A look at the recent success of La Croix’s drink packaging, a now fashionable but once rather obscure soft drink from the Midwest, offers some valuable insights into how to approach food and beverage marketing in the digital age.
Liquids, oils and gels are notoriously difficult to package. There’s the possibility of leaks, breakage, contamination and myriad other perceived risks that can damage a product (and your brand image) if something goes wrong.
Without the restrictions of an ABV limit, beer masters are further able to hone their craft and share exciting, full-bodied, aromatic beverages to adult consumers. Microbreweries are cropping up, not just in our home state, but around the country as consumer demand for flavorful, delicious beer soars. New opportunities involved in the beer world point to forward-thinking possibilities involving the design, beverage packaging, distribution, and availability of these exciting craft brews.
While soups, hot ciders, and pumpkin spice lattes have become indicative of fall, there’s another item on the market many consumers will be diving into this season: bone broth. Touted for its vast nutritional benefits, this broth is much different from the chicken, vegetable, or beef stocks you typically see on your supermarket shelves.
Concerns about the environmental impact of disposed plastic bottles and aluminum cans are forcing manufacturers to rethink the way they package and present their beverages to consumers. Some retailers are even banning plastic bottles in stores and encouraging customers to purchase reusable beverage containers. If this trend is adopted worldwide, beverage companies will suffer. How can they build a brand if consumers don’t see their packaging?
Today’s health-conscious consumer may make the switch to red wine or light beer in an effort to reduce the amount of sugars and toxins entering their bodies, but wouldn’t it be easier to determine which drinks are truly conducive to their diets if the information was provided right on the outside of their containers?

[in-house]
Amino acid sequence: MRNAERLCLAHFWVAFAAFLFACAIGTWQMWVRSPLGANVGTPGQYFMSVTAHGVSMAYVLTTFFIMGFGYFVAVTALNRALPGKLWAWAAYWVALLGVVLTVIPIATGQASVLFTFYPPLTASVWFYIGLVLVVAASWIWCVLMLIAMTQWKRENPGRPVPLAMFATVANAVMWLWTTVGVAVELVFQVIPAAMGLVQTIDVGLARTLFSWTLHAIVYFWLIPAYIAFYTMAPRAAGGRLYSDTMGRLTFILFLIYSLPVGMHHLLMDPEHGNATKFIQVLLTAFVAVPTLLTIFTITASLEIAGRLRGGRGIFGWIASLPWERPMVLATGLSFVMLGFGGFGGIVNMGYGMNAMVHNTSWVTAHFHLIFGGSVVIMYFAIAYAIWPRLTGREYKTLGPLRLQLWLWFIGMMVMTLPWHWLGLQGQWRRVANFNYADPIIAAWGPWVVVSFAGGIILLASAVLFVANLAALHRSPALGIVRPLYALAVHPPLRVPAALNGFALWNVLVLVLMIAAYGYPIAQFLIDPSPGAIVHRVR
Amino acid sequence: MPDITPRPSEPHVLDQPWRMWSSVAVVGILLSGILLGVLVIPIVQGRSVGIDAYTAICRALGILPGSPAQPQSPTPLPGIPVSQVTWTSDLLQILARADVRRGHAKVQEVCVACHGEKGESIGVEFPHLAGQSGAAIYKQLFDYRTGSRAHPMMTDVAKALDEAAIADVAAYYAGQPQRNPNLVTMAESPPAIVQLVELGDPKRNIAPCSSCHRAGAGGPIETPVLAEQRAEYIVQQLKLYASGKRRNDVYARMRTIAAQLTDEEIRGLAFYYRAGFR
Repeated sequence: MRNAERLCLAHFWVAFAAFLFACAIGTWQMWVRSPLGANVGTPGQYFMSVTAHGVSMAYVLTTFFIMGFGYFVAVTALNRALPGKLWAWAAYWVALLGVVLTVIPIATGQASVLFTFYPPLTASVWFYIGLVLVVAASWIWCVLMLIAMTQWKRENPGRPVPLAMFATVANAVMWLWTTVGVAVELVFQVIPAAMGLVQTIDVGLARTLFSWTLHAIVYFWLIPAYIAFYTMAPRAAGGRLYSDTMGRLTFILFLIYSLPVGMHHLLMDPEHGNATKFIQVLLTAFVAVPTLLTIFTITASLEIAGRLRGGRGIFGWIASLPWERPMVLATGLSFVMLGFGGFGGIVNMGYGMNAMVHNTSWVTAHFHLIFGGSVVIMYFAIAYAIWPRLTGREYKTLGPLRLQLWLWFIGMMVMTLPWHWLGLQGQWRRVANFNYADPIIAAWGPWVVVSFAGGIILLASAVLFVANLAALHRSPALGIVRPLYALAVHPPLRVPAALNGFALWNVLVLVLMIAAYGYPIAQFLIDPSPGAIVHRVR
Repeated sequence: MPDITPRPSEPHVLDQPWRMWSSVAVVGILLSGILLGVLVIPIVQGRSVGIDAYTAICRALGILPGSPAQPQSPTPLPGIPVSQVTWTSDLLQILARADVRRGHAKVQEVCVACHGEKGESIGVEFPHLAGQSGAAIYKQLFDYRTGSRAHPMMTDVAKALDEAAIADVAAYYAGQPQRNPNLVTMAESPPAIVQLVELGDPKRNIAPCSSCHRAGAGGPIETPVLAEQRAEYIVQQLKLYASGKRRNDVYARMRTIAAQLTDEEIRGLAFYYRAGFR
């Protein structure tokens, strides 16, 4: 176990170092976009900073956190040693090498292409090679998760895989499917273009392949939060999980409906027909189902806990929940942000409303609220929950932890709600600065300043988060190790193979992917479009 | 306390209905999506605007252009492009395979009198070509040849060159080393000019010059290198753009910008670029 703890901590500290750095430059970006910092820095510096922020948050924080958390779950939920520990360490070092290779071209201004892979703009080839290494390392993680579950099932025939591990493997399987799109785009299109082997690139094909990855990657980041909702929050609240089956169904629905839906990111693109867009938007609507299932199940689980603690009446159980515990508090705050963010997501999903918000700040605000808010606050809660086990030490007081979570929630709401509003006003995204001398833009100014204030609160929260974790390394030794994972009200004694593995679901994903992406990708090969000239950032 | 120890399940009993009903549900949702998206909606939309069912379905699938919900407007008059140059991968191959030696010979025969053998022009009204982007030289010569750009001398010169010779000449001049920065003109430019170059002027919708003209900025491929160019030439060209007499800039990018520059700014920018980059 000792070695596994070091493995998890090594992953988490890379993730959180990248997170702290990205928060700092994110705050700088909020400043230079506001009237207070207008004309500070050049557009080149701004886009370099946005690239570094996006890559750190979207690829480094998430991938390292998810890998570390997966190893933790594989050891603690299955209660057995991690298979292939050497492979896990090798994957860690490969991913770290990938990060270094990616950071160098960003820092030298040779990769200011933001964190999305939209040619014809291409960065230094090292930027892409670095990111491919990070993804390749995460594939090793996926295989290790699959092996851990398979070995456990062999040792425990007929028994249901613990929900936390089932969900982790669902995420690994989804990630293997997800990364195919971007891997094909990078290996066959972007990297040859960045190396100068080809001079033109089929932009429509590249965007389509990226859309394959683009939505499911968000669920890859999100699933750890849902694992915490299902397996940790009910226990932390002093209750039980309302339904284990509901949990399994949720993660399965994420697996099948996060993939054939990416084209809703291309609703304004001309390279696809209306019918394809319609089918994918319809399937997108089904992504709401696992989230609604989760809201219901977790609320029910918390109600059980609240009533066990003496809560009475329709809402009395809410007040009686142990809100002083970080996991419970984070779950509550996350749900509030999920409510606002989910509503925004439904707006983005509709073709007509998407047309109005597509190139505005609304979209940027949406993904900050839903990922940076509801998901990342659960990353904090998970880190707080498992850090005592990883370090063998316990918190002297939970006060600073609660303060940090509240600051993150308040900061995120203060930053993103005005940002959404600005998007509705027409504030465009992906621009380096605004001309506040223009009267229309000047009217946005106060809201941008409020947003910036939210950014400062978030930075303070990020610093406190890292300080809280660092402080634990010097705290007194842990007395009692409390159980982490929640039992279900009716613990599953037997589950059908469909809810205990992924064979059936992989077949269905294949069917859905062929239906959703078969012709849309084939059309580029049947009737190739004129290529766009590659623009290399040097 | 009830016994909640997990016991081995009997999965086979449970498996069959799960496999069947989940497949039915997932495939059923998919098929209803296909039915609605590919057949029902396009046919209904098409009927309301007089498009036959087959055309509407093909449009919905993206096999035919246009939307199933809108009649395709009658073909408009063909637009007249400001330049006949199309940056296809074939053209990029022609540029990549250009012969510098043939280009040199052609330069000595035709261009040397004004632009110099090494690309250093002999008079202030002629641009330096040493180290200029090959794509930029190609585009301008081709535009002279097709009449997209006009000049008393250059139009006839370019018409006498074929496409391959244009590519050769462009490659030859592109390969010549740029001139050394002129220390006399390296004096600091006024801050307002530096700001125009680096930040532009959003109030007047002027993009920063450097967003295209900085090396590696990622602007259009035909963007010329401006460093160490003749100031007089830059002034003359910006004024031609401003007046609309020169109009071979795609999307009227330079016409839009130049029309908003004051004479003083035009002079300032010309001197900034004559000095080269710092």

(Image Source: http://money.cnn.com/2015/03/12/smallbusiness/palcohol-powdered-alcohol/)
Despite powdered alcohol gaining approval by the Alcohol and Tobacco Tax and Trade Bureau this past spring, 12 states in the U.S. still ban the sale of this new product. The concern lies in the fact that consumers could purchase this powdered alcohol and use it to secretly spike drinks, or add it to beverages with a higher percentage of alcohol, resulting in a potentially dangerous combination. Its portability and ease of use could also lead to binge drinking, especially among underage consumers.
The company crafted 31 distinct designs and produced 20,000 different cans featuring variations on the new graphics. According to AdWeek, there are 31 million possible beverage packaging options that can be created from just those 31 new designs.
There’s no doubt changing consumer lifestyles and technology have both played a significant role in the way producers are marketing themselves to attract new brand advocates. The alcohol industry, in particular, is focusing more on the emotional response to its products than traditional advertising or sales tactics.